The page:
This is why systems like PPPs (Plans, Progress, Problems, popularised at early startups like Skype) can be a more interesting and productive way to build strategy that really matters.

4) Accept no relationship lasts forever

With the way that startups grow, you almost always have a different team to start it, to grow it and to exit it. The same thing is true with agencies. If things are going right, you *should* outgrow your partner (even if you want to keep them around for some advice and continuity.) This also means it’s crucial not to start with a partner that is too big, too early on.

There are many many intelligent and focused people working in agencies today. And more than ever, different teams see different ways to combine the marketing toolkit to get results.

The trick is to find the right match for you at the right time, to get a result that’s greater than the sum of its parts. Plan 3-6 months at a time, expect to maybe share 12- 24 months with your chosen partner (and maybe even ask them to be sensitive to when it’s time to wrap up together.)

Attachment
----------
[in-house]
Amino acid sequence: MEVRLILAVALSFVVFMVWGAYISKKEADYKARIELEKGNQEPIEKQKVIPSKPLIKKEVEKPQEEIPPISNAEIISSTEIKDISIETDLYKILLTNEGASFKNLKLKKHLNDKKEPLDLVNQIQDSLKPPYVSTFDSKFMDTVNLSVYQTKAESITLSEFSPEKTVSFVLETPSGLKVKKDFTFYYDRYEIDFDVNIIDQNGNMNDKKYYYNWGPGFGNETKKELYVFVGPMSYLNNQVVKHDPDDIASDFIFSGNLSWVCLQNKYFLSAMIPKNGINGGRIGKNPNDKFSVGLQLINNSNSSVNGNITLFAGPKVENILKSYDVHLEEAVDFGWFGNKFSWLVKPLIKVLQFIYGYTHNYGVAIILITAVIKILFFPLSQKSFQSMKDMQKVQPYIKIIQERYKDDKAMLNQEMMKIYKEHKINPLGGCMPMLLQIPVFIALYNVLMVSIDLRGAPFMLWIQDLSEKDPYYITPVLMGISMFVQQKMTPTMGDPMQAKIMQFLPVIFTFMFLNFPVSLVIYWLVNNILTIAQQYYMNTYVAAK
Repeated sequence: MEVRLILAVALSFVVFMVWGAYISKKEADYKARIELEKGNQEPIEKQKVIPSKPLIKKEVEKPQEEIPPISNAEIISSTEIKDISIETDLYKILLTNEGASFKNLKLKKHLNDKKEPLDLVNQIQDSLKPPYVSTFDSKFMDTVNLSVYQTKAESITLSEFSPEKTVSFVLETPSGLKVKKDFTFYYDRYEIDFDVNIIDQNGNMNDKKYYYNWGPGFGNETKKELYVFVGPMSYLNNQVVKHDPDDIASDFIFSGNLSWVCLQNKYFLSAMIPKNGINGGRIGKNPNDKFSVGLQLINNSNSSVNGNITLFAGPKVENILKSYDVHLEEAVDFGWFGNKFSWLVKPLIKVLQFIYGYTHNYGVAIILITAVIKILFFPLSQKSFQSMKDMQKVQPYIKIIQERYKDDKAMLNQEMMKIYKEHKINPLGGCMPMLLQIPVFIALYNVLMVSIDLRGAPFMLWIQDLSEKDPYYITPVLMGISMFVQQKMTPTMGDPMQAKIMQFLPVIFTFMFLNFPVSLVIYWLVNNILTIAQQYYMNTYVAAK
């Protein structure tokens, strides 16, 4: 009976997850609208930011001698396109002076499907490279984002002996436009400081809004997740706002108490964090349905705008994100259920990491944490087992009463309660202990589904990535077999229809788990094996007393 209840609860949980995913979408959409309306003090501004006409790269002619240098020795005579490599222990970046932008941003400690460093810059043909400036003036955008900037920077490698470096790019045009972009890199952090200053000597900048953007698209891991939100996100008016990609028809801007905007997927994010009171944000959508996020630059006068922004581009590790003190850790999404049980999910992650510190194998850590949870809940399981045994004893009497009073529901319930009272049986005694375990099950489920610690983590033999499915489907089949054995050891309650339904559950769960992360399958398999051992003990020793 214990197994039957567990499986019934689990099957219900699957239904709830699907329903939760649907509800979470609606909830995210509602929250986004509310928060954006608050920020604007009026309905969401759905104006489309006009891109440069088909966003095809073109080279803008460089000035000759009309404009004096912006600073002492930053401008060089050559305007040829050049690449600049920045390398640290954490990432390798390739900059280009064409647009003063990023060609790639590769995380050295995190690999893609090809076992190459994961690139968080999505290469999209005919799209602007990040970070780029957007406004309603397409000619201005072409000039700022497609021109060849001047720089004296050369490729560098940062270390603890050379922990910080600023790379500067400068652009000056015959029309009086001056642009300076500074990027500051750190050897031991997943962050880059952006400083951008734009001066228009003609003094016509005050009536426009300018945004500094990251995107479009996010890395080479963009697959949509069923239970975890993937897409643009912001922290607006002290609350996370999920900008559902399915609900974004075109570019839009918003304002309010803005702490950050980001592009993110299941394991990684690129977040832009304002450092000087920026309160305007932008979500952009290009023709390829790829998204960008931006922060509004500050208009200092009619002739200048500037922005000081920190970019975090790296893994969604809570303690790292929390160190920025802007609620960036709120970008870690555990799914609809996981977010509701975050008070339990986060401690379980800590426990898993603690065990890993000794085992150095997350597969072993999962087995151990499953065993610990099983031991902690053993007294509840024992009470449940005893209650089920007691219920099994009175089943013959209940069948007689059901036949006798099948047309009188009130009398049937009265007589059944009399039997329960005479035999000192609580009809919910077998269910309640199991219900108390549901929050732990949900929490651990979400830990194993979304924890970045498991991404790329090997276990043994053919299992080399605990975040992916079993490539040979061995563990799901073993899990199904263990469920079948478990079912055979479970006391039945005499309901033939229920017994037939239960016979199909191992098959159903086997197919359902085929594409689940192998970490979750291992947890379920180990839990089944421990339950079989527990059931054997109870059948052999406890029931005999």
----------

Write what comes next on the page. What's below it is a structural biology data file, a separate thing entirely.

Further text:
As one of your key connections to the outside world, your Comms partner should fit like a comfortable outfit, well suited, well tailored for what you’re trying to achieve. The easiest way to appear effortlessly successful on the outside is to make it as easy as possible to get things done on the inside.

Max Tatton-Brown runs Augur, helping fast-growing “unsexy” tech companies earn the attention they were made for. Previously, he led comms for Tradeshift from Series A to Series C.